文法の説明

N5 レッスン 6: 9/13

って

Casual quotation

Can replace と

使い方・接続

Quote + って + Verb

詳細

  • 品詞

    Particle

  • 品詞

    Case Marking Particle

  • 使用域

    Casual

  • 品詞

    助詞

  • 単語の種類

    格助詞

  • 使用域

    タメ語

「って」の情報

って is a casual variation of the particle that is used for quoting something. This use is called 引用(いんよう) in Japanese, which basically translates to 'reference', or 'citation'. って is almost exclusively used after direct quotations, and will be followed by a verb indicating what type of communication was used. ()った, (おも)った, ()いた, for example.

Just like with , the verb that comes after って is frequently omitted. This is even more true for って, as many things are omitted in casual language.

Caution

Although often heard, due to って being very casual, it can be considered unnatural to use in sentences that also use the です or ます polite structures. However, if the conversation is formal but friendly (like between a senpai and a kouhai), most people would consider it normal.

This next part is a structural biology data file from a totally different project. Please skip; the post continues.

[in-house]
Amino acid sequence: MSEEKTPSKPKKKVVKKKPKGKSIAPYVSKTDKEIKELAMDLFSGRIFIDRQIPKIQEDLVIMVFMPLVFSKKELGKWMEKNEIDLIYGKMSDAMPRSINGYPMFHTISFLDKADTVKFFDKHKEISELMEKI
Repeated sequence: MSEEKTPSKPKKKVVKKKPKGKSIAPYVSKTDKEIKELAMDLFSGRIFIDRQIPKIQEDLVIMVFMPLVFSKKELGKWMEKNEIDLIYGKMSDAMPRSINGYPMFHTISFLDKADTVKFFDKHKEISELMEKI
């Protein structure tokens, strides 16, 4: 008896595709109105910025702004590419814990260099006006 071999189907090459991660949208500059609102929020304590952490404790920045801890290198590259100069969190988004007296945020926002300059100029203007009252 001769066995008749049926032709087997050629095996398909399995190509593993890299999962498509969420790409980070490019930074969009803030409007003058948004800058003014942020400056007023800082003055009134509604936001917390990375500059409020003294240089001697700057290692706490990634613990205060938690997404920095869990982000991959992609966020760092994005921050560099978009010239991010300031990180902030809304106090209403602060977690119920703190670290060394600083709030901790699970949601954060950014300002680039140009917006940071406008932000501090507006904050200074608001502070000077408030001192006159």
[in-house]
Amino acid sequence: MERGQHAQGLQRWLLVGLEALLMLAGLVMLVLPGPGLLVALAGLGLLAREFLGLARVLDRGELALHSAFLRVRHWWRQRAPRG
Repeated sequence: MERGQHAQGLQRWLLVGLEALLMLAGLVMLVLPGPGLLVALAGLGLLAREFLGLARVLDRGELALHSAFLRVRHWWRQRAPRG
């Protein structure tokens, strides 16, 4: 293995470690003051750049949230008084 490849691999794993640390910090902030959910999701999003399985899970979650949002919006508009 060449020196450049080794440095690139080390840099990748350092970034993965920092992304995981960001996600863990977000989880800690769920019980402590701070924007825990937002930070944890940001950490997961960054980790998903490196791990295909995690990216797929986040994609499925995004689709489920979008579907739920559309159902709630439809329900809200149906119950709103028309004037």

例文

--:--

    (かれ)彼女(かのじょ)綺麗(きれい)(ひと)って()った

    He said, 'She is a beautiful person'.

    先生(せんせい)「おはよう!」って()った

    The teacher said, 'Good morning!'

    明日(あした)(あめ)()りますって()

    I asked, 'Is it going to rain tomorrow?'

    (かれ)(ばん)ごはん()って()った

    He said, 'I threw away my dinner'.

    何時(なんじ)からですって()いた

    I asked, 'What time is it from?'

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「って」に関する文法ディスカッション

最近の返信 (合計8件)

  • mrnoone

    mrnoone

    Hey

    Basically, って can be considered to be the contraction of both, と particle by itself or whole と言う phrase (among others).

    So it all depends on how much speaker wants to shorten the phrase, basically preference.

    You can say お母かあさんは「危あぶない!」って, and it will be also OK.

    I hope it makes things a bit more clear,
    Cheers!

  • jomteon

    jomteon

    Ah, okay, that’s what I thought! Thanks for clearing it up

  • Pep95

    Pep95

    I’m currently reading a book in which the protagonist says, 『Stuff blah blah』て言う本. I interpret this as “A book called ‘Stuff blah blah’”, but am not sure what the grammar point would be, apart from a kind of colloquial version of this (って) colloquial version of 〜と.
    It’s a children’s book though, so I’m kind of surprised there are even any colloquialisms in there.
    Am I correct in my assumption here?

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